How to Know When to Double in Bridge
In bridge, the penalty double offers a formidable weapon that keeps your opponents from stepping all over you. If they know that you won’t ever double them, they’ll take all kinds of liberties in the bidding.
However, you must use the penalty double wisely. You need to know the proper times to unleash this lethal weapon.
Doubling when your opponents overbid to a sky-high contract
Go ahead and double when you know that the opponents have just gotten beyond their depth. For example, suppose that you pick up the hand shown in this figure.
This hand isn’t very promising because you don’t have high card points (HCP). However, the opponents bid back and forth, and lo and behold, they wind up in a contract of 6♠! The opponents have to take 12 tricks. You look at your hand and see that you have two sure spade tricks. Unless your opponents have a few cards up their sleeve, and then some, they can’t possibly take 12 tricks because your ♠A and ♠K will take two tricks, leaving them 11 at most.
Double! They can’t make 6♠. You have just made a penalty double, telling your partner that good things are about to happen, so please pass.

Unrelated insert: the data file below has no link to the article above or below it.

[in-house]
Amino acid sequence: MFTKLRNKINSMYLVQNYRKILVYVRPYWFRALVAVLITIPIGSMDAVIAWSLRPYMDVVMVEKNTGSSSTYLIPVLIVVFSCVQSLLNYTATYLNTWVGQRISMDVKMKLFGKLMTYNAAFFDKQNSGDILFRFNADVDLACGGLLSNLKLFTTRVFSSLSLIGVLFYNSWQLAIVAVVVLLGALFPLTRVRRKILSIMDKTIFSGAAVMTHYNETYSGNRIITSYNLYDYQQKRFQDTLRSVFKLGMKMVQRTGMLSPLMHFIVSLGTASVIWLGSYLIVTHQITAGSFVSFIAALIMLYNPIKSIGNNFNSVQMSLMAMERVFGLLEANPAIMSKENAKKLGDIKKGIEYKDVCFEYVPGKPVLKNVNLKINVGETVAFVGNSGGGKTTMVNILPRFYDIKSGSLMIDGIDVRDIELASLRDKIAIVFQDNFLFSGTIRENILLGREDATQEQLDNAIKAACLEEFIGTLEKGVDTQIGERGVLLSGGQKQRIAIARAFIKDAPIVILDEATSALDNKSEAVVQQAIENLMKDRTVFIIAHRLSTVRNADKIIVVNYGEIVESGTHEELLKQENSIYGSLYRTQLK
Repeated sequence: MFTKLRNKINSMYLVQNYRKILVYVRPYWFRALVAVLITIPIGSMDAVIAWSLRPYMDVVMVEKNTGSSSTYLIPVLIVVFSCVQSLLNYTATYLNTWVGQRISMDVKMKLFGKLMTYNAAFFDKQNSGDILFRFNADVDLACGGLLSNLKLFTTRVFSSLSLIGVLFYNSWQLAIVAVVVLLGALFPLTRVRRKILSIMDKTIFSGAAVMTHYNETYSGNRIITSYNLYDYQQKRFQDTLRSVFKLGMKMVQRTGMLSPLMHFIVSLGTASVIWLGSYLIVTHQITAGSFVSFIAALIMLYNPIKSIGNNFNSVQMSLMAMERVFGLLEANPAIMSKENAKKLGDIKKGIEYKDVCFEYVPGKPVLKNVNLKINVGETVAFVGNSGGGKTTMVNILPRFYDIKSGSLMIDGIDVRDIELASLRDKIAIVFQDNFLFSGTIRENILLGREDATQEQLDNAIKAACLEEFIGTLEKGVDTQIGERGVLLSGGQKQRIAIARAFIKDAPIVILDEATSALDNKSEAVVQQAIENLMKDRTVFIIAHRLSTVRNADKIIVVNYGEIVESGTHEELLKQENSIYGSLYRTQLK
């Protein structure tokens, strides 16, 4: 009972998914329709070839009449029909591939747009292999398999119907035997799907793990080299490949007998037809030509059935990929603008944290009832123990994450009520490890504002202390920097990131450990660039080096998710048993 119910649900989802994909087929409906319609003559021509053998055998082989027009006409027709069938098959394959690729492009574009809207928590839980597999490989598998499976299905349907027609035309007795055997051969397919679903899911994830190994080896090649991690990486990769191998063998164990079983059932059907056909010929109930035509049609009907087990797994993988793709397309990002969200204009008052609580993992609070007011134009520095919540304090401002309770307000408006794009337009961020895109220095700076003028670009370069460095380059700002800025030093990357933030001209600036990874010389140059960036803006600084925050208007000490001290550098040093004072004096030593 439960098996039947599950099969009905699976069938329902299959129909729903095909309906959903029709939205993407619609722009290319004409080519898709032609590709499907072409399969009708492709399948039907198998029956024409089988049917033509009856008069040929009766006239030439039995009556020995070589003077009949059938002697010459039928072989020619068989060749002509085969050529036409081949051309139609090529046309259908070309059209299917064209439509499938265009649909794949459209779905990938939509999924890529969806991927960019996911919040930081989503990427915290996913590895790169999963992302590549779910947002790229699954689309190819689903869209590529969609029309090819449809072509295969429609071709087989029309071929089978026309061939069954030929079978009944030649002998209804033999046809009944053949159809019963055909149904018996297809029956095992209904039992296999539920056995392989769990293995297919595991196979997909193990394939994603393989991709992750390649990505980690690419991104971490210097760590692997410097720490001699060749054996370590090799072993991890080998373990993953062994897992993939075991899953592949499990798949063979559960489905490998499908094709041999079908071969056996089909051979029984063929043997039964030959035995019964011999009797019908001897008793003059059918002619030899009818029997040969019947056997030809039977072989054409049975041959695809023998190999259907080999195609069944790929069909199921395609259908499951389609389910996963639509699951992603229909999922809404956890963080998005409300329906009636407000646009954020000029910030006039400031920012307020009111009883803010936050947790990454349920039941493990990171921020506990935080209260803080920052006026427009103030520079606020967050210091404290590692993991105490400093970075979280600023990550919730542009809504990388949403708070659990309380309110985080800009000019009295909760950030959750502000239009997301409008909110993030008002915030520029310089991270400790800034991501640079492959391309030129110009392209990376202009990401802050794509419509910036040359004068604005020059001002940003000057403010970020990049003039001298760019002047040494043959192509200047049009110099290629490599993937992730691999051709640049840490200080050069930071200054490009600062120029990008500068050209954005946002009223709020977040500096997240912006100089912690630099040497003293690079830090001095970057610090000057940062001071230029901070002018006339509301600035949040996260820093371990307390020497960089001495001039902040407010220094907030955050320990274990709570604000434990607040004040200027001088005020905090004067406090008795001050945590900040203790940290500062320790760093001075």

Passing when you have five or more cards in the suit bid to your right
Like everything else, you can get carried away with too much success. You double a few contracts, you defeat (or “set”) the contracts, and suddenly you think that you created the game of bridge. Be careful. Don’t double unless you have the proper hand. The worst possible moment to double a contract for penalties is when your partner expects a completely different hand type than the one you have. A prime example appears in this figure.
You hear the following as the bidding progresses:
|East||South (You)||West||North (Your Partner)|
The person to your right has actually opened 1♥, your longest and strongest suit. In addition, you have 15 HCP. How can you show your partner all of these hearts? You can’t . . . just yet. Pass! If you double 1♥, it’s not a penalty double. Your partner, relying on you for spades, will bid spades for all eternity — until the opponents double you!
For example, you have the cards shown in this figure.
The bidding for this hand is humming right along:
|West||North (Your Partner)||East||South (You)|
Are you going to teach them a lesson by doubling? You are? Better watch out. Again, you’re doubling at your first opportunity (your partner passing); you’re making a takeout double showing the other two suits. Your partner thinks that you have diamonds and hearts, and you actually have clubs and spades.